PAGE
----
Alaska Airlines is planning on taking its first Boeing 737 MAX in 2021. The airline, which has a hefty fleet of Boeing 737 Next Generations, is excited about the MAX’s improved economics and is looking forward to welcoming its passengers onboard the aircraft from March next year.
Alaska Airlines is gearing up for its first MAX
With the FAA recertifying the 737 MAX on November 18th, Alaska Airlines is looking forward to taking its first of the type in 2021. The first 737 MAX 9 is due at the airline in January of 2021. In March, Alaska Airlines will be conducting the first passenger 737 MAX flights two months after delivery.
There are currently three 737 MAX 9s already built and painted in the Alaska livery. A fourth is set to come off the assembly line by the end of the month. All of these are currently stored and maintained by Boeing. One is in San Antonio, Texas, and the other two are at Boeing Field in Seattle.
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In addition to the three built and one in progress, Alaska Airlines expects to take two more 737 MAX 9s in 2021. The airline has firm orders for 32 of the type with options for another 37.
Max Tidwell, Alaska’s Vice President of Safety and Security, stated the following:
“As a safety professional with decades of experience, including many years with the FAA, I’ve had the opportunity to stay very close to the FAA and Boeing through the grounding and recertification of the 737 MAX. I’m very confident with all the steps the FAA and Boeing have taken and the steps we’re taking at Alaska to prepare us to safely bring this aircraft into our fleet.”
Where will the MAX fly?
Alaska Airlines will begin MAX flights between Seattle and Los Angeles, Seattle and San Diego, Portland and Las Vegas, and Portland and Los Angeles. After a few months in operation, MAX operations will expand to East Coast flights. The jets are ETOPS-certified, so they can fly to Hawaii, but Alaska has not yet announced if they will be flying the MAX to Hawaii.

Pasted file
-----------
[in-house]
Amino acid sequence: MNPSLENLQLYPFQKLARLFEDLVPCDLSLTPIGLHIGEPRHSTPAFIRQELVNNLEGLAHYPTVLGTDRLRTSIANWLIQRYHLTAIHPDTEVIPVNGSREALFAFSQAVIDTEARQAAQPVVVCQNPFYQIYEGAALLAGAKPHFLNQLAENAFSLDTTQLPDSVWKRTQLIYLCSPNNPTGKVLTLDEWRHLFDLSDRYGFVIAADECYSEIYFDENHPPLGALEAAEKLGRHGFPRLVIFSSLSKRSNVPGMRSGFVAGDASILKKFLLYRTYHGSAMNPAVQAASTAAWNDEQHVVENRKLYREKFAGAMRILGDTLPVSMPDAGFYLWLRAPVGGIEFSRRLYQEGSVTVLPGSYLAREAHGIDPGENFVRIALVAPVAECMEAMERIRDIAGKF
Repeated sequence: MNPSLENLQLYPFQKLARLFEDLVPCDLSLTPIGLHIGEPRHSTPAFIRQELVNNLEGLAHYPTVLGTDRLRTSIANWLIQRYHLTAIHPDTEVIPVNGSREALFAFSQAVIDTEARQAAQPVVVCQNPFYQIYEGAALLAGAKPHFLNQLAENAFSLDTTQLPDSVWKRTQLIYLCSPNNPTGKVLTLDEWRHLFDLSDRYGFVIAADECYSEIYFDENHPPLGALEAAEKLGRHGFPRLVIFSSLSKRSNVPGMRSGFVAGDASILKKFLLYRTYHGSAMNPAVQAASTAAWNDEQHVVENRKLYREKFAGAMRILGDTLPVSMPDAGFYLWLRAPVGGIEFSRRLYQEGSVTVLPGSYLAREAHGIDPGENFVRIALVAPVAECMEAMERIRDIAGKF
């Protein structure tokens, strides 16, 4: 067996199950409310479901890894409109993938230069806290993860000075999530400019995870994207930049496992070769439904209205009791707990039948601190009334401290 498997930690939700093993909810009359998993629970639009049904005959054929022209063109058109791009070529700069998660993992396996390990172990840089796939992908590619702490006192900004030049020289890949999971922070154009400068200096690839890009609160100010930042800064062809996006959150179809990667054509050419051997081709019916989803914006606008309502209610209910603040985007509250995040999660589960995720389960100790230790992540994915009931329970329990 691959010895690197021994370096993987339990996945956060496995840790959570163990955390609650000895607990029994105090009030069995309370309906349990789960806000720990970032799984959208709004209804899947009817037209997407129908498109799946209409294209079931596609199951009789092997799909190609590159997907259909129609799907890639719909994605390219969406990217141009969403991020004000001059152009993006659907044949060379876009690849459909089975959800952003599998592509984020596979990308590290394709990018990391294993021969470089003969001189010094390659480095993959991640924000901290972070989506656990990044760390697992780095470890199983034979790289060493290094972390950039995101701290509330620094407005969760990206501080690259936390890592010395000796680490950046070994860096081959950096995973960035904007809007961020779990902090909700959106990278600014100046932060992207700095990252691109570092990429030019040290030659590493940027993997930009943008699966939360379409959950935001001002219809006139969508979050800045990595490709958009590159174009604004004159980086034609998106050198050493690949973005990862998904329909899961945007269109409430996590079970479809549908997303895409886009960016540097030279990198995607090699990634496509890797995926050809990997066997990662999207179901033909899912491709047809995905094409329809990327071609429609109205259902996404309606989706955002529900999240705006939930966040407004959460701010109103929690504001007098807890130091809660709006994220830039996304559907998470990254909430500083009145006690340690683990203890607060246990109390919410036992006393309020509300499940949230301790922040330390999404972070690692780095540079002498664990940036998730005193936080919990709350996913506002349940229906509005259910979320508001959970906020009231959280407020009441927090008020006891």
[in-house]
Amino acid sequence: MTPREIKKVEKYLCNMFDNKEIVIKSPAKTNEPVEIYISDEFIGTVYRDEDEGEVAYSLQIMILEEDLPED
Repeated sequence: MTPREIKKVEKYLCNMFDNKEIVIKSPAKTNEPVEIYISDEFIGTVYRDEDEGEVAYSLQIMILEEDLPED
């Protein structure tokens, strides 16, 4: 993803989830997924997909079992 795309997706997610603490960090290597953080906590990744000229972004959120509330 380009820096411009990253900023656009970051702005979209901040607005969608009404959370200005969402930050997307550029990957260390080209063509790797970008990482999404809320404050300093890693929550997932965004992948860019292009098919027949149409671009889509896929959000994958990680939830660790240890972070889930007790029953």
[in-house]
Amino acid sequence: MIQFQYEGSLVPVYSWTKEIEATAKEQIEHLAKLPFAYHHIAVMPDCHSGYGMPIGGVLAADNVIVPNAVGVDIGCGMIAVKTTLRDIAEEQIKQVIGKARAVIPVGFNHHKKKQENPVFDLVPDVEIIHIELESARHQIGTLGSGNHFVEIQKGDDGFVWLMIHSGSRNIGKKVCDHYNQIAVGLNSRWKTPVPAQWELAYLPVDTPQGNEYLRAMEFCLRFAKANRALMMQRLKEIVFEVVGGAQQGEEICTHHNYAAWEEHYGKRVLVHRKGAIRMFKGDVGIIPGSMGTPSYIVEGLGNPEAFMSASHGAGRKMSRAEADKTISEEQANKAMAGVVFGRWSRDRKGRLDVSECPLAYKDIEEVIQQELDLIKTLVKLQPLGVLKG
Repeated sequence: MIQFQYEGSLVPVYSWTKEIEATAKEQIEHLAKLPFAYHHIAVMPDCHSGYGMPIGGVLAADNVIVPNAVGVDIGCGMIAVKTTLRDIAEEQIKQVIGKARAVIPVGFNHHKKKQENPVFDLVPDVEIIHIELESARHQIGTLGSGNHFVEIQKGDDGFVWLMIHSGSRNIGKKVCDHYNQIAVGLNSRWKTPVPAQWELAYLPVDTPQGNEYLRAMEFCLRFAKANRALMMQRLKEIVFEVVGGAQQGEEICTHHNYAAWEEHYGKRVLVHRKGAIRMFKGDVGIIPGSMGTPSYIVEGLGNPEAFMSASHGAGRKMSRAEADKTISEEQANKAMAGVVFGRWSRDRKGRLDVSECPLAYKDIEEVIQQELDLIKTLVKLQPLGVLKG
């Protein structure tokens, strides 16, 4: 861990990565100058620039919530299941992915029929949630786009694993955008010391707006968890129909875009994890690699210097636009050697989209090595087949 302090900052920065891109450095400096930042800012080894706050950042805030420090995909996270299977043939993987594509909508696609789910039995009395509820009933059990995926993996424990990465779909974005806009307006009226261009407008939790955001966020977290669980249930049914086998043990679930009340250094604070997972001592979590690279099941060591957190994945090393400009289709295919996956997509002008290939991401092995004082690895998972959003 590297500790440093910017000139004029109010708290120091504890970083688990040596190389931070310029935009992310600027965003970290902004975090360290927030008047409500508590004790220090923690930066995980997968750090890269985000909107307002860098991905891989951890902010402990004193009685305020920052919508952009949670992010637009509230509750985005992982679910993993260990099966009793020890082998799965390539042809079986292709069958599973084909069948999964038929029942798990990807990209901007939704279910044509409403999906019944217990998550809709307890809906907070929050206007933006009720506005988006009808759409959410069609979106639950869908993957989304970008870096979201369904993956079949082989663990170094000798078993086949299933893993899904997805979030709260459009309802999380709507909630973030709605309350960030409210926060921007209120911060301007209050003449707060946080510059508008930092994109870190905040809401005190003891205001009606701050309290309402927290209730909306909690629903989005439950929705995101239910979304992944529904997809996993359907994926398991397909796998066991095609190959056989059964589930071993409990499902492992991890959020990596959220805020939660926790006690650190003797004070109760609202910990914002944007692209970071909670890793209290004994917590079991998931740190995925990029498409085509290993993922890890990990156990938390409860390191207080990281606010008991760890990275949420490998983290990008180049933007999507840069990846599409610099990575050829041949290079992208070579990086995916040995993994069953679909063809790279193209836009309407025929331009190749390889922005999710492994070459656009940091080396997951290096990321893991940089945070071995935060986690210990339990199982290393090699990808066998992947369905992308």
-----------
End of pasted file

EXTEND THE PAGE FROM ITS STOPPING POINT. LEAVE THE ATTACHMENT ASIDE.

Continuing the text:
Alaska has announced that its 737 MAX 9s will carry 178 passengers. This includes 16 in first class, 24 in extra-legroom economy, and 138 in standard economy. This configuration is the same as the 737-900s in Alaska’s fleet.
When booking a flight, Alaska Airlines does display the aircraft model operating the flight. MAX flights will be designated as “737-9 MAX”. The MAX is an integral part of Alaska’s future fleet strategy, which could see it move back to a “Proudly All Boeing” carrier.
A rigorous review process
While Alaska Airlines does have confidence in the recertification process, the airline knows that it is not enough to get passengers onboard. So, the carrier will spend two months working with the MAX before it enters revenue commercial service.
The airline will be flying the MAX over 50 flight hours all over the country spanning 19,000 miles. These “proving flights” are designed to confirm the airline’s safety assessments and also give pilots the chance to demonstrate and ensure a full understanding of the airplane’s capabilities in different climates, terrains, and normal flight.
The MAX will fly up and down the West Coast, to airports in the state of Alaska, transcontinental, and to and from Hawaii on these proving flights.
In addition to this, pilots are also going to begin the eight hours of flight simulator and computer-based training that focuses on the operation of the MAX. Alaska states this is more extensive than the FAA’s requirement.
In addition to this, all maintenance technicians are undergoing a minimum of 40 hours of training on the variations between the MAX and the existing 737 Next Generation fleet. Certain technicians may also receive up to 40 hours of additional specialized training. Flight attendants will also complete computer-based training. One difference Alaska noted is that life vests, normally stowed below the seats, are stowed in overhead compartments on the MAX.
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